The 81st Annual Meeting of the American Association of Physical Anthropologists (2012)

Medieval Polish diet in a world of flux


1Department of Anthropology, The Ohio State University, 2Institute of Anthropology, Nicolaus Copernicus University, 3Institute of Archaeology, Nicolaus Copernicus University

Thursday All day, Plaza Level Add to calendar

Poland’s medieval period was a time of dramatic socioeconomic, political and religious changes having major impacts on human diet and health. We report results of a large-scale stable isotope analysis of skeletons from Poland’s Pomeranian region in the Vistula River Valley, focusing on rate of diet change and sex- and status-based diet differences.

Two mortuary samples are from Kałdus, an economic center of the early Piast dynasty located on major trade routes, dating to the 10th-11th and 12th-13th c. Two are from Gruczno, an early medieval settlement complex and later agricultural village on the opposite bank of the Vistula River, dating to the 12th-13th and 13th-14th c. With this sample, diet change could be monitored in ~150 year increments. Bone collagen and carbonate of 65 females, 68 males and numerous animals were assayed. Diagenesis was assessed with Fourier transform infrared spectroscopy.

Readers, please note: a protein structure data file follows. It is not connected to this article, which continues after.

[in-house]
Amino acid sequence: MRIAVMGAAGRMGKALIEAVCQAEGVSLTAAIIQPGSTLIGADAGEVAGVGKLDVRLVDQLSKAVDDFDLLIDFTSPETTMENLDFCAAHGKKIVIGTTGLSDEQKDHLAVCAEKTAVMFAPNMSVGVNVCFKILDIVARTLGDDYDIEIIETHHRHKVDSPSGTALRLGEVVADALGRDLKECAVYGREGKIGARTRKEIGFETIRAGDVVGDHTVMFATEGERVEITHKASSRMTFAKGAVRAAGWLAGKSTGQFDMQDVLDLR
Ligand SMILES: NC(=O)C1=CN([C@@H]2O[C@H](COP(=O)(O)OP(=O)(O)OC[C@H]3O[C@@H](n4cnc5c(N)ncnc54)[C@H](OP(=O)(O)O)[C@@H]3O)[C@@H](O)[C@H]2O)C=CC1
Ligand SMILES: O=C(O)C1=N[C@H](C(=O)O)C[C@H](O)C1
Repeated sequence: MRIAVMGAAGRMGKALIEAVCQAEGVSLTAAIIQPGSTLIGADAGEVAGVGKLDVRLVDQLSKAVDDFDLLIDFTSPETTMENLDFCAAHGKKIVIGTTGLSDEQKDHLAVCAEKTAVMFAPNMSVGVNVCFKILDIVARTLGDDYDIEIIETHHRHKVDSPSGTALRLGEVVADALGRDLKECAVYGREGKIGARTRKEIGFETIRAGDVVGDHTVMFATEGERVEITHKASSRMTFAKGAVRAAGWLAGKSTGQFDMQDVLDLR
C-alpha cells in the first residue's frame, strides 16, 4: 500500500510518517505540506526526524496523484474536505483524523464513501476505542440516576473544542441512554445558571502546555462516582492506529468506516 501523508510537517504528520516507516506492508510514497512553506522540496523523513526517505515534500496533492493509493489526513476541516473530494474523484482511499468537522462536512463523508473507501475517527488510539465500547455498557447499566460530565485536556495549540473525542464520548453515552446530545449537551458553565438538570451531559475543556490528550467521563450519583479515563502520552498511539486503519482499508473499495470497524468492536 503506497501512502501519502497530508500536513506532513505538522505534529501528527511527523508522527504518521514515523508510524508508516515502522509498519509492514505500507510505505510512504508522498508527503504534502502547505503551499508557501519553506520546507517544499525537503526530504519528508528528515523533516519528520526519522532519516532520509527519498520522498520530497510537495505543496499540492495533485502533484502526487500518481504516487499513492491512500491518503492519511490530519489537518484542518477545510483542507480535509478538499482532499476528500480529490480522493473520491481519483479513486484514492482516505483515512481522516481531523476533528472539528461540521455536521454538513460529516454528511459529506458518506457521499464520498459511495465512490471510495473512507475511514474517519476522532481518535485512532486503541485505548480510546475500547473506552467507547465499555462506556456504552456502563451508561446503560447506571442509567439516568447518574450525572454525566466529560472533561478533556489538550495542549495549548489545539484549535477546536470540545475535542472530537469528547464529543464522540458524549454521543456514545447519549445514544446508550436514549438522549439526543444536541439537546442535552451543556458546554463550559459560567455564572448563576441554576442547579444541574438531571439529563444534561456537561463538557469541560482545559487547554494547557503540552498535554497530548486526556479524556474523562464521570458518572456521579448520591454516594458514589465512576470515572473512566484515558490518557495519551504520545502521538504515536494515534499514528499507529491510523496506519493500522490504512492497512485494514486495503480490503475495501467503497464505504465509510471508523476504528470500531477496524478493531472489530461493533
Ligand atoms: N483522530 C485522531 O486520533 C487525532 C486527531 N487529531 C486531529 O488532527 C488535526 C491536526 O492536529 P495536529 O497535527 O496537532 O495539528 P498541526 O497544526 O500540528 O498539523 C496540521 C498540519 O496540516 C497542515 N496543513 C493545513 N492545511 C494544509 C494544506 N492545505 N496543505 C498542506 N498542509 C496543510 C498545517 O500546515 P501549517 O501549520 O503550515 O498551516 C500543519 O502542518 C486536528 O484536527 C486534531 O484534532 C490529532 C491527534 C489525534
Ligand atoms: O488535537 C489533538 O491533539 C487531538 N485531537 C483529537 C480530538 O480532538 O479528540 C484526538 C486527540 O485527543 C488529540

Diets at Kałdus and Gruczno differed markedly in spite of similar time periods and shared geographic region. Diet at Kałdus was isotopically varied and included more fish and the C4 plant millet. Diet at Gruczno was more restricted to C3 terrestrial resources. Diet change through time included a reduction in fish and millet. Isotope ratios of men and women did not differ except during the latest time period, and burial style (e.g.: Christian vs. “pagan”/“antivampire”) did not predict isotope signatures. Although some changes in diet concomitant with religious and political upheavals were detected, the most significant influence on diet appears to have been a site’s economic function.

This research was funded by the Larsen Research and Travel Award, an Alumni Grant for Graduate Research and Scholarship, an International Affairs Graduate Research Grant, and a Critical Difference for Women Grant for Research on Women, Gender and Gender Equity from The Ohio State University.

comments powered by Disqus